On Monday, Toyota announced that all Japanese operations would be suspended on Tuesday following a suspected cyberattack on a key supplier of electronic parts and plastics. What seems like largely a preventative measure, the closure will mean that 13,000 vehicle builds will go unrealized for the day.
A statement released by Toyota read, “Due to a system failure at a domestic supplier (KOJIMA INDUSTRIES CORPORATION), we have decided to suspend the operation of 28 lines at 14 plants in Japan on Tuesday, March 1st (both 1st and 2nd shifts). We apologize to our relevant suppliers and customers for any inconvenience this may cause. We will also continue to work with our suppliers in strengthening the supply chain and make every effort to deliver vehicles to our customers as soon as possible.”
The parts supplier, Kojima Industries Corp., reported that a system malfunction had occurred, and they were unable to monitor production or keep in communication with Toyota. The problem did not affect actual production in their factories and all physical systems are still operational, leading the company to believe it was a hack.
A spokesman for Kojima, Tomohiro Takayama, said in a statement to AP News, “This has never happened before. We are not sure yet if it is a cyberattack, but we suspect it might be one.”
Another related vehicle assembly company, Hino Motors, was similarly affected at two of their plants in Japan, and Daihatsu Motor Co. also had to shut down production for the same reason.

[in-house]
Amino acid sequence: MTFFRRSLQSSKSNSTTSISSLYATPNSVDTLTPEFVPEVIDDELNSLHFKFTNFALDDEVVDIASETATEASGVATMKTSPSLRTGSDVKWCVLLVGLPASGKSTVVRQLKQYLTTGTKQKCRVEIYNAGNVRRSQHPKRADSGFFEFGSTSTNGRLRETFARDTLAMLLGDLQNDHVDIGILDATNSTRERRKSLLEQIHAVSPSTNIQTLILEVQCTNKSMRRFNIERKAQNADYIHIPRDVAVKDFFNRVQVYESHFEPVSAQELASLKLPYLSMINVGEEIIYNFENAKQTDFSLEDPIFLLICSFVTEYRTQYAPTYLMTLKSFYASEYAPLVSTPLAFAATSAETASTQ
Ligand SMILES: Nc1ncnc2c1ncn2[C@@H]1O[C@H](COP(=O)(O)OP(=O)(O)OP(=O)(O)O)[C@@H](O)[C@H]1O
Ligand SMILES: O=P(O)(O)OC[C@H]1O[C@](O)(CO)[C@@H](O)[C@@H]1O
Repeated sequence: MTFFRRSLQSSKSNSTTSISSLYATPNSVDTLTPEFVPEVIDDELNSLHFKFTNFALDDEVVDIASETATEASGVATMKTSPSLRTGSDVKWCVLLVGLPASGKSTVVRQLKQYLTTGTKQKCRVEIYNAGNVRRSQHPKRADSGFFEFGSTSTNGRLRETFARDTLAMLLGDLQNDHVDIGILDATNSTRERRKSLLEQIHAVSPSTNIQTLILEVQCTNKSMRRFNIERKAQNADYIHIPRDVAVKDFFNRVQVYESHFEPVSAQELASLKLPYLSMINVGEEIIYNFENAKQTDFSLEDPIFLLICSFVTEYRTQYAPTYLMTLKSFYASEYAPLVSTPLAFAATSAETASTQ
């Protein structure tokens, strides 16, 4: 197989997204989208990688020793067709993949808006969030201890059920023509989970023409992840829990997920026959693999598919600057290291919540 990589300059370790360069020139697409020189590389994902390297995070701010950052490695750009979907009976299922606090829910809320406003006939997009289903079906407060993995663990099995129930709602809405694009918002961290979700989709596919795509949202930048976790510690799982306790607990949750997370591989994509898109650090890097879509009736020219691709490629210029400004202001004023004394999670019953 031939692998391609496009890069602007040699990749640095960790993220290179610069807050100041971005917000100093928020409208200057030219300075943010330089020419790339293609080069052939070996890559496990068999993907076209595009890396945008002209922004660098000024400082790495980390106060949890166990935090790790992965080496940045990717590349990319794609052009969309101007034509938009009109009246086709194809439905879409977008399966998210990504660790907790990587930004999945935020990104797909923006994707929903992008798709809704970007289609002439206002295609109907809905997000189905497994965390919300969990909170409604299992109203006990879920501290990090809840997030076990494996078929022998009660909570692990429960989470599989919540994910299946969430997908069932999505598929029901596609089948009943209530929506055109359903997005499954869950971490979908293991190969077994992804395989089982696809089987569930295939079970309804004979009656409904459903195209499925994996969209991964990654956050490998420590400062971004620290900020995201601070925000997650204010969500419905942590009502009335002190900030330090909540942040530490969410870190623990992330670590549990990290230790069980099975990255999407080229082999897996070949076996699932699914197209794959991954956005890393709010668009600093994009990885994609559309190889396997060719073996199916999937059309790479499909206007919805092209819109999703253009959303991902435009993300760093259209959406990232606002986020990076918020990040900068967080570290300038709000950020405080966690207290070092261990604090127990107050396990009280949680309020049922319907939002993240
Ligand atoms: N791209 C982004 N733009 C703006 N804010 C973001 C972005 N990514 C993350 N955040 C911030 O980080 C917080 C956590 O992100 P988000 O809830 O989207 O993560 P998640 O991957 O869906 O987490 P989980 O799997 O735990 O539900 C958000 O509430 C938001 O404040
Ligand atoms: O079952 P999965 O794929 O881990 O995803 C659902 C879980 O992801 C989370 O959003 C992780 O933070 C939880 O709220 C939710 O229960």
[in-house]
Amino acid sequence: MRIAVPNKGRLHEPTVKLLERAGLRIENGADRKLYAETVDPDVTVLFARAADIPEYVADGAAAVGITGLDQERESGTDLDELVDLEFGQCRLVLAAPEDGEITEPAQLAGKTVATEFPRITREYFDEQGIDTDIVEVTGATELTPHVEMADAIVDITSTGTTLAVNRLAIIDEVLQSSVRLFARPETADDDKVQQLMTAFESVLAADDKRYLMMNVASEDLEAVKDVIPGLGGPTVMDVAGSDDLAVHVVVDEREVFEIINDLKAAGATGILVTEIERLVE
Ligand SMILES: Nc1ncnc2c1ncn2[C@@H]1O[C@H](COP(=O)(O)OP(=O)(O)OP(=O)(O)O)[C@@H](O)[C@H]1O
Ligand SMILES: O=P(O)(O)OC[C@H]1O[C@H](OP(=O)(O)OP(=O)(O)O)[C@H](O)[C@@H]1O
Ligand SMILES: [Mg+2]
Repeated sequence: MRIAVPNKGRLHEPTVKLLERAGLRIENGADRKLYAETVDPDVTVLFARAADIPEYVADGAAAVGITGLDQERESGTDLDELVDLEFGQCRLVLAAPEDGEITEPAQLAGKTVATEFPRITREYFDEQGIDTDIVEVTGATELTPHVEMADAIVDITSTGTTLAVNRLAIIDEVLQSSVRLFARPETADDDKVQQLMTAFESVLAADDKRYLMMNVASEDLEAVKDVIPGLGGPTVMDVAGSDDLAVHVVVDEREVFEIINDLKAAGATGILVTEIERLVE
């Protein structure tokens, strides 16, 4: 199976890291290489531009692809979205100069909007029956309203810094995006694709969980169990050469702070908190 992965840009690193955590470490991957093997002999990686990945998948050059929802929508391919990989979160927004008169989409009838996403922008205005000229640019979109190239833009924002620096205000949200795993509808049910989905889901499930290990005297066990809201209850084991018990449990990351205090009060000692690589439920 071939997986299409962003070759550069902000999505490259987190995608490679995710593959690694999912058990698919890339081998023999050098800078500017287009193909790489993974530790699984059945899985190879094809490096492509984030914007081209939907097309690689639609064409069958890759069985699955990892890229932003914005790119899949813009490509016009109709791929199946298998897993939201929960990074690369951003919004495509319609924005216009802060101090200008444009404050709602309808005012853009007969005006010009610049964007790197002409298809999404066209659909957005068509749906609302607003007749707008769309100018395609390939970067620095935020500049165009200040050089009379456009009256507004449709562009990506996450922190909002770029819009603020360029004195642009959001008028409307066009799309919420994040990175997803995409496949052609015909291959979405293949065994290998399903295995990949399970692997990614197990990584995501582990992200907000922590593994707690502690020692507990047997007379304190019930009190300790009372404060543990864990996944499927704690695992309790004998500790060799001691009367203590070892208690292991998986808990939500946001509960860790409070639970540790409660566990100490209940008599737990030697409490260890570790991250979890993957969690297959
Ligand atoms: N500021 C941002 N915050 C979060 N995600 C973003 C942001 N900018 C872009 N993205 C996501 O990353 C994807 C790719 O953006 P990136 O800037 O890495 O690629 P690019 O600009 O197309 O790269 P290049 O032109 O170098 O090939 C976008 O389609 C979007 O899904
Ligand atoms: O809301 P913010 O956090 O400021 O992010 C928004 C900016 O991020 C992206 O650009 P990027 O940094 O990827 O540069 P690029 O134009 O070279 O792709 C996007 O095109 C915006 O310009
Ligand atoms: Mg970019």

Toyota models manufactured in Japan include the Prius hybrid models, 4Runner SUV, the luxury Land Cruiser, and the FCV Mirai.
Potentially related to Russia-Ukraine conflict
The attack comes just one day after Japan put the nation’s support behind Western allies who are sanctioning Russia over the attempted invasion into Ukraine. Sanctions on the Russian central bank were announced on Sunday, severely limiting Putin’s access to billions of dollars in reserves. The only major nation that hasn’t frozen Russian assets yet is China where Russia stockpiles around 13% of its financial reserves worth around $77 billion.
Japanese Prime Minister Fumio Kishida said about the disruption at Toyota, “It is difficult to say whether this has anything to do with Russia before making thorough checks.”
Just two days prior to the system failure, a Japanese-owned cargo ship flying under the Panamanian flag off the coast of Ukraine was hit by a missile. The vessel was attempting to clear the Odessa region after mistakenly entering the zone, unaware of the threat. Only one injury was reported, and the vessel is still operational and is heading to port. Such attacks on civilians tend to trigger strong reactions against the aggressors.
Disrupted production for Toyota likely short term
The shutdown at Japan’s car manufacturing facilities is expected to only last the day as the error is diagnosed and fixes are implemented. A single day’s lost production can often be made up in the following weeks. However, Toyota is still recovering from semiconductor chip shortages like all other carmakers worldwide. As well, the Canada-US border crossing blockade affected some of their production in North America, stacking up the obstacles.
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